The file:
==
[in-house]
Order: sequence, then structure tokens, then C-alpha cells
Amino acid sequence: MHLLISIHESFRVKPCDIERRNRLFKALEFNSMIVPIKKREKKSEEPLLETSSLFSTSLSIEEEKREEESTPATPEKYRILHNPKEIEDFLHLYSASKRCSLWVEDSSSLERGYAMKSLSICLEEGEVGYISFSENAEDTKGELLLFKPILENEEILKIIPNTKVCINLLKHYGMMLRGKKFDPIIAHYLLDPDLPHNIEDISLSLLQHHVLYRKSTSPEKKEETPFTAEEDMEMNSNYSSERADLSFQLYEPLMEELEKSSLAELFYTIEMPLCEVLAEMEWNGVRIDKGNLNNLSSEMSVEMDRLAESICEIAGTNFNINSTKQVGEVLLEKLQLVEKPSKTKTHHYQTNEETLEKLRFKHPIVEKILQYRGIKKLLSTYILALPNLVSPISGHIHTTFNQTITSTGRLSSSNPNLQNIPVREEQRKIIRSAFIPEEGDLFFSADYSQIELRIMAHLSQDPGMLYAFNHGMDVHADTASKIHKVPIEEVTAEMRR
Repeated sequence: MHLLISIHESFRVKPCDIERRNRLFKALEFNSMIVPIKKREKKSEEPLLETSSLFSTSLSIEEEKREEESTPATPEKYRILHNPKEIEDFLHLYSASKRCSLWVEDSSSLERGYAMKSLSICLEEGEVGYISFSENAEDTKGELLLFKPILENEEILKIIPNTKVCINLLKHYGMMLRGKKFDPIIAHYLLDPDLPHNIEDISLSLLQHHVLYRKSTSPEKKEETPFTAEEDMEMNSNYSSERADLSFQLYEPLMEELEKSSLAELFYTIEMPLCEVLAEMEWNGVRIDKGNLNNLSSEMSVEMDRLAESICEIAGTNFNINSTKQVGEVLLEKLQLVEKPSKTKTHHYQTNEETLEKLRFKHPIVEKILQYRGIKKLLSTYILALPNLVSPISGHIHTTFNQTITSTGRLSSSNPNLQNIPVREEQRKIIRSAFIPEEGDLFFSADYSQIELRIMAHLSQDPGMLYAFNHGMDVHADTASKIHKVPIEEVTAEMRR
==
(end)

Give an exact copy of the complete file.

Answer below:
[in-house]
Order: sequence, then structure tokens, then C-alpha cells
Amino acid sequence: MHLLISIHESFRVKPCDIERRNRLFKALEFNSMIVPIKKREKKSEEPLLETSSLFSTSLSIEEEKREEESTPATPEKYRILHNPKEIEDFLHLYSASKRCSLWVEDSSSLERGYAMKSLSICLEEGEVGYISFSENAEDTKGELLLFKPILENEEILKIIPNTKVCINLLKHYGMMLRGKKFDPIIAHYLLDPDLPHNIEDISLSLLQHHVLYRKSTSPEKKEETPFTAEEDMEMNSNYSSERADLSFQLYEPLMEELEKSSLAELFYTIEMPLCEVLAEMEWNGVRIDKGNLNNLSSEMSVEMDRLAESICEIAGTNFNINSTKQVGEVLLEKLQLVEKPSKTKTHHYQTNEETLEKLRFKHPIVEKILQYRGIKKLLSTYILALPNLVSPISGHIHTTFNQTITSTGRLSSSNPNLQNIPVREEQRKIIRSAFIPEEGDLFFSADYSQIELRIMAHLSQDPGMLYAFNHGMDVHADTASKIHKVPIEEVTAEMRR
Repeated sequence: MHLLISIHESFRVKPCDIERRNRLFKALEFNSMIVPIKKREKKSEEPLLETSSLFSTSLSIEEEKREEESTPATPEKYRILHNPKEIEDFLHLYSASKRCSLWVEDSSSLERGYAMKSLSICLEEGEVGYISFSENAEDTKGELLLFKPILENEEILKIIPNTKVCINLLKHYGMMLRGKKFDPIIAHYLLDPDLPHNIEDISLSLLQHHVLYRKSTSPEKKEETPFTAEEDMEMNSNYSSERADLSFQLYEPLMEELEKSSLAELFYTIEMPLCEVLAEMEWNGVRIDKGNLNNLSSEMSVEMDRLAESICEIAGTNFNINSTKQVGEVLLEKLQLVEKPSKTKTHHYQTNEETLEKLRFKHPIVEKILQYRGIKKLLSTYILALPNLVSPISGHIHTTFNQTITSTGRLSSSNPNLQNIPVREEQRKIIRSAFIPEEGDLFFSADYSQIELRIMAHLSQDPGMLYAFNHGMDVHADTASKIHKVPIEEVTAEMRR